Fay In Her Self Designed Flying Suit
Fay Gillis Wells was born in 1908 in Minneapolis, Minnesota and was well-known for her contributions to aviation. She was a charter member of the 99s. In 1929 Amelia formed the group called the 99s named for the 99 women pilots who responded to a letter sent by Fay Gillis Wells. The letter asked the women if they wanted to go to join the 99s and come to the first meeting. Amelia became the president and Fay wa appointed secretary of the organization.
In my aunt’s memorabilia I found a letter signed by Fay Gillis Wells and twenty-two women that attended this first meeting. It was sent to all 117 women pilots and ninety nine women joined. That’s why the group is named the 99s.
Women at the meeting were very well dressed even though they met in a hangar at Curtis Field but Fay wore overalls, a helmet and goggles. Amelia thought that they needed each other’s support because they were in a man’s world.
I learned that my aunt never became a member of the 99’s. Aunt Vicky was one of the first Jewish women pilots and there was a lot of discrimination at that time. Maybe she felt uncomfortable joining but I really don’t believe that this was her reason. The organization was open to any woman who had a pilot’s license and Vicky received her license in 1931 when she was 40 years old. Maybe she felt she was too old or not an experienced pilot like so many in the 99’s.
In the 1930s she was a freelance correspondent in the Soviet Union and also wrote for New York Herald Tribune, the Associated Press, and many aviation magazines.
In 1934 Fay married Linton Wells who was also a journalist. He asked her to help cover the Italian- Ethiopian war. She accompanied him and they both wrote articles for the New York Herald Tribune. Fay thought this trip would be exciting but she wished that they could go on a honeymoon instead. She chose Ethiopia.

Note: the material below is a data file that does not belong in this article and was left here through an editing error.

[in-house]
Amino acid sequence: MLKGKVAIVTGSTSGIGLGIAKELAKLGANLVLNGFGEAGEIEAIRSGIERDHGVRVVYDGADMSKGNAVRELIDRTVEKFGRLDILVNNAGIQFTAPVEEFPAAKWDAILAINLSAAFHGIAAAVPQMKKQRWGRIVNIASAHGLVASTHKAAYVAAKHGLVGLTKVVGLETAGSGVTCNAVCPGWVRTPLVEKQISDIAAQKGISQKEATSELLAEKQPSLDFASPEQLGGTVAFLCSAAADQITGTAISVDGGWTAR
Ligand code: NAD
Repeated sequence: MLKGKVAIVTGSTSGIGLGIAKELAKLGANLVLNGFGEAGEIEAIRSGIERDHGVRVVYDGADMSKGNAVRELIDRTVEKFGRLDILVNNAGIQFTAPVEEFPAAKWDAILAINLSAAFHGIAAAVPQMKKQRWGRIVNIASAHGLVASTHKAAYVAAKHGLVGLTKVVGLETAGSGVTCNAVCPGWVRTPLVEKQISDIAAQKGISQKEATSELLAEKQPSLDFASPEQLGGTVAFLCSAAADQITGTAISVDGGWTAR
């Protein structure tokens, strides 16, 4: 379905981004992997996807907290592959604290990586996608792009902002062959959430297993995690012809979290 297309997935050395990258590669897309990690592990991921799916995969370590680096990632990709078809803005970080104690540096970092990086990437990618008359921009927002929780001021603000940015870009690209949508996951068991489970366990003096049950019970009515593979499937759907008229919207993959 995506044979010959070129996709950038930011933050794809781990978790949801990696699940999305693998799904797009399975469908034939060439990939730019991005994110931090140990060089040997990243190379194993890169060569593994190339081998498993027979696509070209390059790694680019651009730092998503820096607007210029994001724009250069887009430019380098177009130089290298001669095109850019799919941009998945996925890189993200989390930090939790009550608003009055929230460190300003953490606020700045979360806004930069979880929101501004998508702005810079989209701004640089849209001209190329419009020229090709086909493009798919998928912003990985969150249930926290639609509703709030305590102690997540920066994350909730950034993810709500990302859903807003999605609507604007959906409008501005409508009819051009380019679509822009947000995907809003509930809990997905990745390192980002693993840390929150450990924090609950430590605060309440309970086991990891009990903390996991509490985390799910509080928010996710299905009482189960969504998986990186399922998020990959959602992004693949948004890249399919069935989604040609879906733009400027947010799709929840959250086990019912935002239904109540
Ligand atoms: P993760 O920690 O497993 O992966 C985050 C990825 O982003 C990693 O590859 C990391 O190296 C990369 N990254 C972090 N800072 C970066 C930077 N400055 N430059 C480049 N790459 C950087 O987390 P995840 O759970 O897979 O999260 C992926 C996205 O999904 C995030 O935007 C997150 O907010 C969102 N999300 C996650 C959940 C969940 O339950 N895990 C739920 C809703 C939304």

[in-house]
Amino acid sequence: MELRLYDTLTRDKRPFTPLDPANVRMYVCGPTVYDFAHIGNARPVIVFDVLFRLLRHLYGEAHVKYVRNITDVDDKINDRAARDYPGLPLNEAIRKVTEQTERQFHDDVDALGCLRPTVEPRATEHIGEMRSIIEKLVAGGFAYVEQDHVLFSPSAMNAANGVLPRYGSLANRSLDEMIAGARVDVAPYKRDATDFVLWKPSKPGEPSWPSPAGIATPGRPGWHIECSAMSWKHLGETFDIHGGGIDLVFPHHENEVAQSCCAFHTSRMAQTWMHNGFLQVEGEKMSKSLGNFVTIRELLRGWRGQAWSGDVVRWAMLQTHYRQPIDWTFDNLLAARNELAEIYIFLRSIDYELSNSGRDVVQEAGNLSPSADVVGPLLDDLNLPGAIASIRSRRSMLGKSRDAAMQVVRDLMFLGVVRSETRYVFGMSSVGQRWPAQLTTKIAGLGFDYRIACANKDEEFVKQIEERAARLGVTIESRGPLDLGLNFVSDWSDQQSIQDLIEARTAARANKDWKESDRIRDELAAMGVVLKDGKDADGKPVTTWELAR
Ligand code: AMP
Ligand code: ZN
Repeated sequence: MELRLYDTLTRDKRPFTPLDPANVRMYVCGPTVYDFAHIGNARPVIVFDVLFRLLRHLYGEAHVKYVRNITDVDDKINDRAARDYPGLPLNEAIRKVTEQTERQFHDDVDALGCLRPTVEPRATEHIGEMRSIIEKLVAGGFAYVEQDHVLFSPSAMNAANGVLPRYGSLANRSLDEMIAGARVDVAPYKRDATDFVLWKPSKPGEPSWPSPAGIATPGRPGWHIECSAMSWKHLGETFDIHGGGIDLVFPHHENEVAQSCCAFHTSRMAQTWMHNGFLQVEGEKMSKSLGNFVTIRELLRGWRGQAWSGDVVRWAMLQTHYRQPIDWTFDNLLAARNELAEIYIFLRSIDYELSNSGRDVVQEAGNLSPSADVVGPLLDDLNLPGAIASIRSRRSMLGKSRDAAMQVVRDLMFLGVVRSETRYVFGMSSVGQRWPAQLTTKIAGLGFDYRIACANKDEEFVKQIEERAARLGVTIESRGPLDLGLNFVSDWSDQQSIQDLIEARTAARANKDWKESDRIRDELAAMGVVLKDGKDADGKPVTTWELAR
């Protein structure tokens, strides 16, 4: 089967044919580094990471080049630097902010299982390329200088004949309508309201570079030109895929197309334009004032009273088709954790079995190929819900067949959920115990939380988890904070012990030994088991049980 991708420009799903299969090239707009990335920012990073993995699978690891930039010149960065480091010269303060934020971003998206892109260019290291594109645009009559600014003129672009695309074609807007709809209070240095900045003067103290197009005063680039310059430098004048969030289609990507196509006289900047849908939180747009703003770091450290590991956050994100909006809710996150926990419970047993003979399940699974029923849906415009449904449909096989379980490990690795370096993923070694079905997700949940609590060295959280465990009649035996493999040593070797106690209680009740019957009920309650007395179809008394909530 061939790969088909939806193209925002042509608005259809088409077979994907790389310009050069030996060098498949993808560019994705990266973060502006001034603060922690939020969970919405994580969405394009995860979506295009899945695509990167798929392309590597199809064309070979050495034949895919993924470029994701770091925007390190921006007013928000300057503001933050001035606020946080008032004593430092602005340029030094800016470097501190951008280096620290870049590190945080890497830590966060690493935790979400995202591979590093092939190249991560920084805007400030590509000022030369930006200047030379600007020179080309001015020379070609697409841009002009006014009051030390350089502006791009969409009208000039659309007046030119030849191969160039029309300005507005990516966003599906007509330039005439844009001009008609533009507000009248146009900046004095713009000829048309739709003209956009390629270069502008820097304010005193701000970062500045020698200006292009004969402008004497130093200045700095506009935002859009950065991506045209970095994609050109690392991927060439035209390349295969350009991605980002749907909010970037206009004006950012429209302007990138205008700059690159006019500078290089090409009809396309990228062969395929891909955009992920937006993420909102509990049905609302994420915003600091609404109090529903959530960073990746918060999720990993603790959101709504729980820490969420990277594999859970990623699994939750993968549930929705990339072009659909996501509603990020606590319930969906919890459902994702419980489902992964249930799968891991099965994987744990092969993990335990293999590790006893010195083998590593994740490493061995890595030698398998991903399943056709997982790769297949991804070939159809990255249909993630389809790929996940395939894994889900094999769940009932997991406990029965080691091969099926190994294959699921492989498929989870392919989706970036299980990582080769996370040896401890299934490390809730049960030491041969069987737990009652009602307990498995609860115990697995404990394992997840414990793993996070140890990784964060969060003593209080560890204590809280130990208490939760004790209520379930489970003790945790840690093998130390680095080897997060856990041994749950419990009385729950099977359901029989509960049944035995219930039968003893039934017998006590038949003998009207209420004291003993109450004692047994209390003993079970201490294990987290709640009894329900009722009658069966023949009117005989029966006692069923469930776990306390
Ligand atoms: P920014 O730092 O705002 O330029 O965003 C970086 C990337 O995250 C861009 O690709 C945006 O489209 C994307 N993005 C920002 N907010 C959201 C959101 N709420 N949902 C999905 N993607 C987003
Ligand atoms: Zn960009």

Wiley Post asked Fay if she wanted to go on his trip around the world. She told him no because she had made up her mind to go to Ethiopia with her husband. Instead, Wiley asked Will Rogers to go with him. Unfortunately, they both died in a plane crash.
When Fay and Linton returned to New York where she purchased a cheetah and a leopard. These two unusual pets lived with the couple in their apartment. When they moved to California the pets came with them.
Fay was the first member of the Caterpillar Club. She used a parachute to leave a disabled plane in order to save her life.
This feisty woman was the first woman to sell aircraft. It makes me think of my Aunt Vicky who also sold and demonstrated planes for manufactures.
Fay and her husband were asked by President Franklin D. Roosevelt to go to Africa to look for a possible homeland for the Jewish people. She was a White House correspondent for thirteen years covering news for Presidents Johnson, Nixon, Ford and Carter. She was asked by President Nixon to go with him and write articles on his historic trip to China.
Fay also went to the Soviet Union and wrote about their aviation and demonstrated the country’s planes. She was the first woman to fly in the Soviet Union.
In the late 30s Fay ended her life in flying when she did not renew her license. In 1946 her only son Linton Wells 11 was born in Angola. Then they returned back to the United States.
Fay never lost her interest in aviation. In 1962 she helped introduce a stamp to honor Amelia Earhart. She announced this at the 99’s first international convention.
In 1976 Fay was instrumental in forming the International Forest of Friendship. The arboretum has trees from every state and many different countries. It honors Fay Gillis Wells for her contributions to aviation and journalism. When you walk through this beautiful place you can see plaques from other famous aviators.
At 92 Fay flew and landed a plane. That’s an incredible accomplishment that few women or men had done. Fay died in November 2002 at the age of 94. Her legacy still lives on in the International Forest of Friendship.
Read about Fay’s experiences in aviation and journalism.
In the Air and On the Air by Lillian F. Brinnon and Howard J. Fried